It began in Istanbul’s Gezi Park where we are excepted to believe protests over 2.5 million strong (.pdf) stemmed from opposition to a development project. AFP would report in its article, “Turkish protesters have long list of complaints,” that:
What started as a small group opposed to a development project in Istanbul has become an outpouring of national anger over how the Islamist-rooted government treats its citizens, testing Ankara’s quest to be a model country in its neighborhood.
Turks are increasingly frustrated about what they see as restrictions on their freedom after a series of last-minute reforms were rushed through parliament by the ruling Justice and Development Party (AKP), which enjoys an overwhelming majority.
“This is a movement which is a result of growing frustration and disappointment among secular segments of society who could not influence politics over the last decade,” said Sinan Ulgen, visiting scholar at Carnegie Europe.
“This is an unprecedented, abrupt and unplanned public movement that has not been manipulated by any political party. It is a big surprise,” he told AFP.
A small park and its 600 trees at Istanbul’s iconic Taksim Square was the spark for the protests that snowballed into one of the biggest nationwide campaigns against the ruling party’s 10-year rule.
However, as with all engineered destabilizations, given enough time, the organizers lurking behind these “Arab Spring-esque” narratives are surely revealed. Today, protests across Turkey are openly led by Turkey’s opposition, the Republican People’s Party (CHP), contrary to the initial narratives peddled by the Western media.
Thousands of protesters have taken to the streets in Turkey after the president signed a controversial bill tightening controls on the judiciary, deepening opposition resentment towards a government already struggling with a corruption scandal.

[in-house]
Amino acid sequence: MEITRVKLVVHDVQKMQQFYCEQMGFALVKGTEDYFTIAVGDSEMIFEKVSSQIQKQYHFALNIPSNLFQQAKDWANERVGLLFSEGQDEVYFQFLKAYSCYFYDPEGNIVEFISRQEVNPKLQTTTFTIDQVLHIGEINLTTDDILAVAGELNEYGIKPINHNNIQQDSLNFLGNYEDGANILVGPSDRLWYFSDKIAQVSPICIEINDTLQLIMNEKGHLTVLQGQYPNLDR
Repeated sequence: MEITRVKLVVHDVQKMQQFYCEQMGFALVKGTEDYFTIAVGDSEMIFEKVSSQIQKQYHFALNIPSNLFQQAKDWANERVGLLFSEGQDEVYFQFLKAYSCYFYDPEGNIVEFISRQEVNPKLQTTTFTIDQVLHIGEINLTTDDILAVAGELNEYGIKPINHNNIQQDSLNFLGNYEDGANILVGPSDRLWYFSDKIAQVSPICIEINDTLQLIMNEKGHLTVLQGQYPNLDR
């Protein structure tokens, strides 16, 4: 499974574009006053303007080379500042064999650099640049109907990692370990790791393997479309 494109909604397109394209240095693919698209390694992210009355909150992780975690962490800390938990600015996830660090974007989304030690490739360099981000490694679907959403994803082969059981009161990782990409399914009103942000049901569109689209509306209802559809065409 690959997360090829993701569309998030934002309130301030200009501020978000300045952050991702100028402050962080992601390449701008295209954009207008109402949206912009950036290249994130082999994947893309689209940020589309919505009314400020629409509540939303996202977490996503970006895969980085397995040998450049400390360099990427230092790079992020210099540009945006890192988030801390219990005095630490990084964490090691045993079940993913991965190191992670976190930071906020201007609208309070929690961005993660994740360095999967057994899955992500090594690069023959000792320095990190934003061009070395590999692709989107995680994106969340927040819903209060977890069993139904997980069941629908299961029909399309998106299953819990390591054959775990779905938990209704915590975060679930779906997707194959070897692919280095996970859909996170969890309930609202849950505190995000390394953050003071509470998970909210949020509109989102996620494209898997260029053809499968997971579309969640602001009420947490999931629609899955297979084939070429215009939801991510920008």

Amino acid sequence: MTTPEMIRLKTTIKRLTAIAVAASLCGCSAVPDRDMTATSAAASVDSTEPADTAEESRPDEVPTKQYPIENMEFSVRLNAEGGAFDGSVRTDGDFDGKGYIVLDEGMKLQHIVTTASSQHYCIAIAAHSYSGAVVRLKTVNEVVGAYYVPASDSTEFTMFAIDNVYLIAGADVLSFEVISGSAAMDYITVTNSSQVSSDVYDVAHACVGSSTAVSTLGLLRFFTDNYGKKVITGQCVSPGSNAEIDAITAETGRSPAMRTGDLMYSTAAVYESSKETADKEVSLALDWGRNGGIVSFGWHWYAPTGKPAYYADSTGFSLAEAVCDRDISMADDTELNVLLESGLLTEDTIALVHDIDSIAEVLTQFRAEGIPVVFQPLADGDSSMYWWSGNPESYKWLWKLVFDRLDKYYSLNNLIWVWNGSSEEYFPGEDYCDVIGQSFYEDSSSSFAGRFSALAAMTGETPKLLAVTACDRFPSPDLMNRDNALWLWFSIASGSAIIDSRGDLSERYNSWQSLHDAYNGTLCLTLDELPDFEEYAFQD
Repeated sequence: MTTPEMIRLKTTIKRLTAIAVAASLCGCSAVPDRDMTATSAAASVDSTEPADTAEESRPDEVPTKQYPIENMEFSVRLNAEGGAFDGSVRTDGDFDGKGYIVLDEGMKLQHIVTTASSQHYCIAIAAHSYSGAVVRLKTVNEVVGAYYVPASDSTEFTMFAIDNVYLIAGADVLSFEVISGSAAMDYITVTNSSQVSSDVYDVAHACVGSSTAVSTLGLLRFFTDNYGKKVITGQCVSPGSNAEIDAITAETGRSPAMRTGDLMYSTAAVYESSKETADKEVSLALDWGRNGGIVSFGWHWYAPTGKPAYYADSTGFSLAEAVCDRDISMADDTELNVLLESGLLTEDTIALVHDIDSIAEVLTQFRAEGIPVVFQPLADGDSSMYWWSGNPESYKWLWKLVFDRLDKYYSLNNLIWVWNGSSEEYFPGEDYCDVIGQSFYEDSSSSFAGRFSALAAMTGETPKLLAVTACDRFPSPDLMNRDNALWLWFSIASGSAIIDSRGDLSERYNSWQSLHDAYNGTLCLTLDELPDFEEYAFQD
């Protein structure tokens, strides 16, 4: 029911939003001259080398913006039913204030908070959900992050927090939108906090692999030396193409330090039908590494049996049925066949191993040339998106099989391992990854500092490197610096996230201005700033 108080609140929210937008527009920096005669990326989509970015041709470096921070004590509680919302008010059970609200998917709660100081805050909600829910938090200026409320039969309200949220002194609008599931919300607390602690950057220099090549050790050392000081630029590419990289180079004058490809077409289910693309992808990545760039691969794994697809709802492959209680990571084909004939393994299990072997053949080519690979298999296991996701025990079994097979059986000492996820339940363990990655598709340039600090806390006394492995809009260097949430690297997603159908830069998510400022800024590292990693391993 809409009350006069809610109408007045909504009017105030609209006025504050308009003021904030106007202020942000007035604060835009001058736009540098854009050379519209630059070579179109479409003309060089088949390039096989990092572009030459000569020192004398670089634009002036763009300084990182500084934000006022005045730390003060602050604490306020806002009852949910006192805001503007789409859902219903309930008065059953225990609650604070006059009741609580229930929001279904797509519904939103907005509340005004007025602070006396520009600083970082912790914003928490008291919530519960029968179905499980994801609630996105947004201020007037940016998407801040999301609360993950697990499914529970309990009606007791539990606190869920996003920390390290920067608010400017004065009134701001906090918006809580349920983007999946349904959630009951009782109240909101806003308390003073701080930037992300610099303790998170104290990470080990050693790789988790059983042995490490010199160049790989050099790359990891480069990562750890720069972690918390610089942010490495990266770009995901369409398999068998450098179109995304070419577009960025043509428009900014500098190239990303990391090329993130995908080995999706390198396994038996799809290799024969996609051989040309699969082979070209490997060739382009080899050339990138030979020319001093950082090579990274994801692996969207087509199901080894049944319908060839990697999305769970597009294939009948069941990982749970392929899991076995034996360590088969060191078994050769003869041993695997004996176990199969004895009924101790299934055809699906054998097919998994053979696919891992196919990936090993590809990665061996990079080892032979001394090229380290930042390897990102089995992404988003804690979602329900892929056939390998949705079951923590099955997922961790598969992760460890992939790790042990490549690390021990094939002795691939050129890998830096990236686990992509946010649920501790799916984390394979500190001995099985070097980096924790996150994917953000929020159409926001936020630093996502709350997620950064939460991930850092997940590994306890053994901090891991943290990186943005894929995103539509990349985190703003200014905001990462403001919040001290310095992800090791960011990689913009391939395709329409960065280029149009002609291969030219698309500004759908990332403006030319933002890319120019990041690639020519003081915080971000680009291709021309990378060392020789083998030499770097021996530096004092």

Police used tear-gas to disperse protesters in the capital Ankara on Wednesday, while in Istanbul demonstrators gathered on central Taksim Square, the scene of protests that have dogged the government for months.
Protests that swept six Turkish cities on Tuesday continued on Wednesday as demonstrators chanted “Thieves!” and “Government resign!”
Mustafa Sarigul, the main opposition Republican People’s Party (CHP) candidate for Istanbul mayor – the biggest prize in the country’s March 30 elections – called on the government to resign, as party officials handed out fake money amounting to 30m euros.
CHP’s leader, Kemal Kılıçdaroğlu, was in the United States on December 2, 2013, to give a talk (full transcript .pdf here) before the corporate-funded policy think tank, the Brookings Institution. Not only was Kılıçdaroğlu warmly welcomed as the first CHP member to ever visit Washington, he was happy to announce the opening of a CHP chapter right there in the United States.
The talk covered many issues, and just like a politician, Kılıçdaroğlu attempted to give the diverse audience a little of what each wanted to hear. However, several themes repeated themselves throughout the talk, including CHP’s dedication to “Westernizing” Turkey, integrating it with the European Union, and devolving state-controlled institutions into “autonomous” organizations.